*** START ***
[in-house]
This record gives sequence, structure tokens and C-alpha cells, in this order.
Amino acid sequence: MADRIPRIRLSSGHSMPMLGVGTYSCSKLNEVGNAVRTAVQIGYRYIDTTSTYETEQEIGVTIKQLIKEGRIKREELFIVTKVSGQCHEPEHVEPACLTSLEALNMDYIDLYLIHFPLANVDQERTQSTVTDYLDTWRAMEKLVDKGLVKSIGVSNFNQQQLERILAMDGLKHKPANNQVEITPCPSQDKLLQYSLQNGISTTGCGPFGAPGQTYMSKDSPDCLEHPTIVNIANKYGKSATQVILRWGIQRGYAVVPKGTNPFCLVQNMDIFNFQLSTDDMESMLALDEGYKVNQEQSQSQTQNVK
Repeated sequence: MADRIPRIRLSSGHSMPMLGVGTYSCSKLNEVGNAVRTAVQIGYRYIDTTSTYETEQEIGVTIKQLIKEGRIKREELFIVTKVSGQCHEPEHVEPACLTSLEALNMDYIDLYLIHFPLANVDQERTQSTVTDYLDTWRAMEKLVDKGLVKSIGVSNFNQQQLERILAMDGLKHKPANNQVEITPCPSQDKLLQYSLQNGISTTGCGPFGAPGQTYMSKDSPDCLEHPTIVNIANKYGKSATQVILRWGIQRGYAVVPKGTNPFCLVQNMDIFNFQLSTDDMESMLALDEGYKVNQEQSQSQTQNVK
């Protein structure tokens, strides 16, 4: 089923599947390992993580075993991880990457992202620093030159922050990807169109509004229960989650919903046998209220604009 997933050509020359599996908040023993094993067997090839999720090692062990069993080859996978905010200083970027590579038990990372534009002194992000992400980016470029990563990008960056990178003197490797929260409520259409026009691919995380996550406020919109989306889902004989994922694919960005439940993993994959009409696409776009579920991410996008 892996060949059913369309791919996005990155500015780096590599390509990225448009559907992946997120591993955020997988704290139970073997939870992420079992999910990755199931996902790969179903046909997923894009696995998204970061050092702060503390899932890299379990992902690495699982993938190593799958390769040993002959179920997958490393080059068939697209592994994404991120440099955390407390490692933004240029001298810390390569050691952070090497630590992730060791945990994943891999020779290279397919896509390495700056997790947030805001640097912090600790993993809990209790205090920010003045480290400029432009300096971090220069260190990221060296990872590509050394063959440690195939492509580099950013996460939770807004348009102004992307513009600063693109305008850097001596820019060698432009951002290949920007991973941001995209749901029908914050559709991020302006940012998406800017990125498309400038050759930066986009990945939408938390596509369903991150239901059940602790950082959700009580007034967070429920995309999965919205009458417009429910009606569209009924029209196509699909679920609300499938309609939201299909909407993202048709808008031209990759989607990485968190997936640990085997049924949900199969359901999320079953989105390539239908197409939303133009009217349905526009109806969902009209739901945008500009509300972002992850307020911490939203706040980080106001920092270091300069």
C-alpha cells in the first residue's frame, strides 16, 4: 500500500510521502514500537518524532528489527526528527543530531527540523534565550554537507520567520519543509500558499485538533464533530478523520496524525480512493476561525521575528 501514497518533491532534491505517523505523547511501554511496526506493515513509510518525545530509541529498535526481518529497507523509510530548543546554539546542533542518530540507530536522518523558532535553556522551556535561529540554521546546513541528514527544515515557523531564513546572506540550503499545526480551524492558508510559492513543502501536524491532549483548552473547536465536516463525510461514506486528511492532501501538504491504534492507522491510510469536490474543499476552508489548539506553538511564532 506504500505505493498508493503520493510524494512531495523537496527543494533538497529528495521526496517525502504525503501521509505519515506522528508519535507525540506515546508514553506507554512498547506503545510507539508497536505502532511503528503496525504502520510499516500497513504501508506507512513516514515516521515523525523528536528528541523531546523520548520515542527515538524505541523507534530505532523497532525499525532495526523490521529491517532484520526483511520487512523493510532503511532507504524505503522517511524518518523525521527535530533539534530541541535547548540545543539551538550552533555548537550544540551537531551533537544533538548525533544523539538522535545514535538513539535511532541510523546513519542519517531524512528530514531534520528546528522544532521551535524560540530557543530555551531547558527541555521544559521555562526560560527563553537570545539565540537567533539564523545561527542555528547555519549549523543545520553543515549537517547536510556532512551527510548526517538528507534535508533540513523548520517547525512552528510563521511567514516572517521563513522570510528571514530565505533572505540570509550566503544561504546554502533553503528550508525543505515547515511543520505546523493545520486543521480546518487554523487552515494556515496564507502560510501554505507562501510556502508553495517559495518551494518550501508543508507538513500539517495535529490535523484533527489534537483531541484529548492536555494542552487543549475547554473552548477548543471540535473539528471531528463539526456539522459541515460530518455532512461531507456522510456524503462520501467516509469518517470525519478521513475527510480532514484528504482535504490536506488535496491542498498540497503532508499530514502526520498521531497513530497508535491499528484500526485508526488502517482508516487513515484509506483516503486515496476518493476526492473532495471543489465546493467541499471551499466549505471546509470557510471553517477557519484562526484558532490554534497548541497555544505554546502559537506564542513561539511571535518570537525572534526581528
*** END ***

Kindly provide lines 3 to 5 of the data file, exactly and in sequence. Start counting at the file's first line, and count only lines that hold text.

Amino acid sequence: MADRIPRIRLSSGHSMPMLGVGTYSCSKLNEVGNAVRTAVQIGYRYIDTTSTYETEQEIGVTIKQLIKEGRIKREELFIVTKVSGQCHEPEHVEPACLTSLEALNMDYIDLYLIHFPLANVDQERTQSTVTDYLDTWRAMEKLVDKGLVKSIGVSNFNQQQLERILAMDGLKHKPANNQVEITPCPSQDKLLQYSLQNGISTTGCGPFGAPGQTYMSKDSPDCLEHPTIVNIANKYGKSATQVILRWGIQRGYAVVPKGTNPFCLVQNMDIFNFQLSTDDMESMLALDEGYKVNQEQSQSQTQNVK
Repeated sequence: MADRIPRIRLSSGHSMPMLGVGTYSCSKLNEVGNAVRTAVQIGYRYIDTTSTYETEQEIGVTIKQLIKEGRIKREELFIVTKVSGQCHEPEHVEPACLTSLEALNMDYIDLYLIHFPLANVDQERTQSTVTDYLDTWRAMEKLVDKGLVKSIGVSNFNQQQLERILAMDGLKHKPANNQVEITPCPSQDKLLQYSLQNGISTTGCGPFGAPGQTYMSKDSPDCLEHPTIVNIANKYGKSATQVILRWGIQRGYAVVPKGTNPFCLVQNMDIFNFQLSTDDMESMLALDEGYKVNQEQSQSQTQNVK
């Protein structure tokens, strides 16, 4: 089923599947390992993580075993991880990457992202620093030159922050990807169109509004229960989650919903046998209220604009 997933050509020359599996908040023993094993067997090839999720090692062990069993080859996978905010200083970027590579038990990372534009002194992000992400980016470029990563990008960056990178003197490797929260409520259409026009691919995380996550406020919109989306889902004989994922694919960005439940993993994959009409696409776009579920991410996008 892996060949059913369309791919996005990155500015780096590599390509990225448009559907992946997120591993955020997988704290139970073997939870992420079992999910990755199931996902790969179903046909997923894009696995998204970061050092702060503390899932890299379990992902690495699982993938190593799958390769040993002959179920997958490393080059068939697209592994994404991120440099955390407390490692933004240029001298810390390569050691952070090497630590992730060791945990994943891999020779290279397919896509390495700056997790947030805001640097912090600790993993809990209790205090920010003045480290400029432009300096971090220069260190990221060296990872590509050394063959440690195939492509580099950013996460939770807004348009102004992307513009600063693109305008850097001596820019060698432009951002290949920007991973941001995209749901029908914050559709991020302006940012998406800017990125498309400038050759930066986009990945939408938390596509369903991150239901059940602790950082959700009580007034967070429920995309999965919205009458417009429910009606569209009924029209196509699909679920609300499938309609939201299909909407993202048709808008031209990759989607990485968190997936640990085997049924949900199969359901999320079953989105390539239908197409939303133009009217349905526009109806969902009209739901945008500009509300972002992850307020911490939203706040980080106001920092270091300069």